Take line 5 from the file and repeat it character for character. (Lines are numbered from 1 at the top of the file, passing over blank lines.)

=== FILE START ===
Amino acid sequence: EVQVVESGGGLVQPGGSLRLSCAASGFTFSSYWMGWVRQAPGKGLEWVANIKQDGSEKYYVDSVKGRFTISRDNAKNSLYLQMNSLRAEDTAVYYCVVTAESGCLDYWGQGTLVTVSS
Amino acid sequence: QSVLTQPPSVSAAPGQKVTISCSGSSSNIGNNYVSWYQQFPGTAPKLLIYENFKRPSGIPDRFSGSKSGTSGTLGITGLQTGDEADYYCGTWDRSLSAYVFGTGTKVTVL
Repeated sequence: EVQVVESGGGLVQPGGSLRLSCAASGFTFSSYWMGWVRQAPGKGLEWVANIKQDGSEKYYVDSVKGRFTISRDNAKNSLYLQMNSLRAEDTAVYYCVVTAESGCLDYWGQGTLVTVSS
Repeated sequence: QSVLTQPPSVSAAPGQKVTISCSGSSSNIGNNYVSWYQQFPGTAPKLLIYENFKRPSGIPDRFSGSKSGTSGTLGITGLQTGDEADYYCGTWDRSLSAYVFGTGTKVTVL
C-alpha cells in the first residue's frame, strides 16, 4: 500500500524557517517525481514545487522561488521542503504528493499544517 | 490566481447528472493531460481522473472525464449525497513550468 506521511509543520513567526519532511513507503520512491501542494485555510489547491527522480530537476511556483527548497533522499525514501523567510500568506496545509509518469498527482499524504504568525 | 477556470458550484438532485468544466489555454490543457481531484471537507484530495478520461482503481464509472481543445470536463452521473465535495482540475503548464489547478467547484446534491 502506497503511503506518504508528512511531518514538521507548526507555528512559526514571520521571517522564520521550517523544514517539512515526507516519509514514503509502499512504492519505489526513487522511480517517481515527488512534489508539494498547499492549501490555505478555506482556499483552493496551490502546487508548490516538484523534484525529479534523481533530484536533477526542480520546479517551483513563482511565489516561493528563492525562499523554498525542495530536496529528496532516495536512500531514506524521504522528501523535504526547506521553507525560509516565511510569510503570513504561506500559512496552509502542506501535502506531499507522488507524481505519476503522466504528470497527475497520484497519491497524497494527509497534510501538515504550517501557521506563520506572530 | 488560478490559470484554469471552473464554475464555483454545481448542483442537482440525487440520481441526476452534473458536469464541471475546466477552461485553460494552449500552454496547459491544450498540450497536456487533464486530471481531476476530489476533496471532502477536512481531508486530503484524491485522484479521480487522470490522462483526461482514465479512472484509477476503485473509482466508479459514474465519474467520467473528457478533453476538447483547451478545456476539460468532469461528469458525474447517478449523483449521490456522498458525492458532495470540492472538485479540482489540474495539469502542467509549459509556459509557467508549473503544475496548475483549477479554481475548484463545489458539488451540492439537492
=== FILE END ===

C-alpha cells in the first residue's frame, strides 16, 4: 500500500524557517517525481514545487522561488521542503504528493499544517 | 490566481447528472493531460481522473472525464449525497513550468 506521511509543520513567526519532511513507503520512491501542494485555510489547491527522480530537476511556483527548497533522499525514501523567510500568506496545509509518469498527482499524504504568525 | 477556470458550484438532485468544466489555454490543457481531484471537507484530495478520461482503481464509472481543445470536463452521473465535495482540475503548464489547478467547484446534491 502506497503511503506518504508528512511531518514538521507548526507555528512559526514571520521571517522564520521550517523544514517539512515526507516519509514514503509502499512504492519505489526513487522511480517517481515527488512534489508539494498547499492549501490555505478555506482556499483552493496551490502546487508548490516538484523534484525529479534523481533530484536533477526542480520546479517551483513563482511565489516561493528563492525562499523554498525542495530536496529528496532516495536512500531514506524521504522528501523535504526547506521553507525560509516565511510569510503570513504561506500559512496552509502542506501535502506531499507522488507524481505519476503522466504528470497527475497520484497519491497524497494527509497534510501538515504550517501557521506563520506572530 | 488560478490559470484554469471552473464554475464555483454545481448542483442537482440525487440520481441526476452534473458536469464541471475546466477552461485553460494552449500552454496547459491544450498540450497536456487533464486530471481531476476530489476533496471532502477536512481531508486530503484524491485522484479521480487522470490522462483526461482514465479512472484509477476503485473509482466508479459514474465519474467520467473528457478533453476538447483547451478545456476539460468532469461528469458525474447517478449523483449521490456522498458525492458532495470540492472538485479540482489540474495539469502542467509549459509556459509557467508549473503544475496548475483549477479554481475548484463545489458539488451540492439537492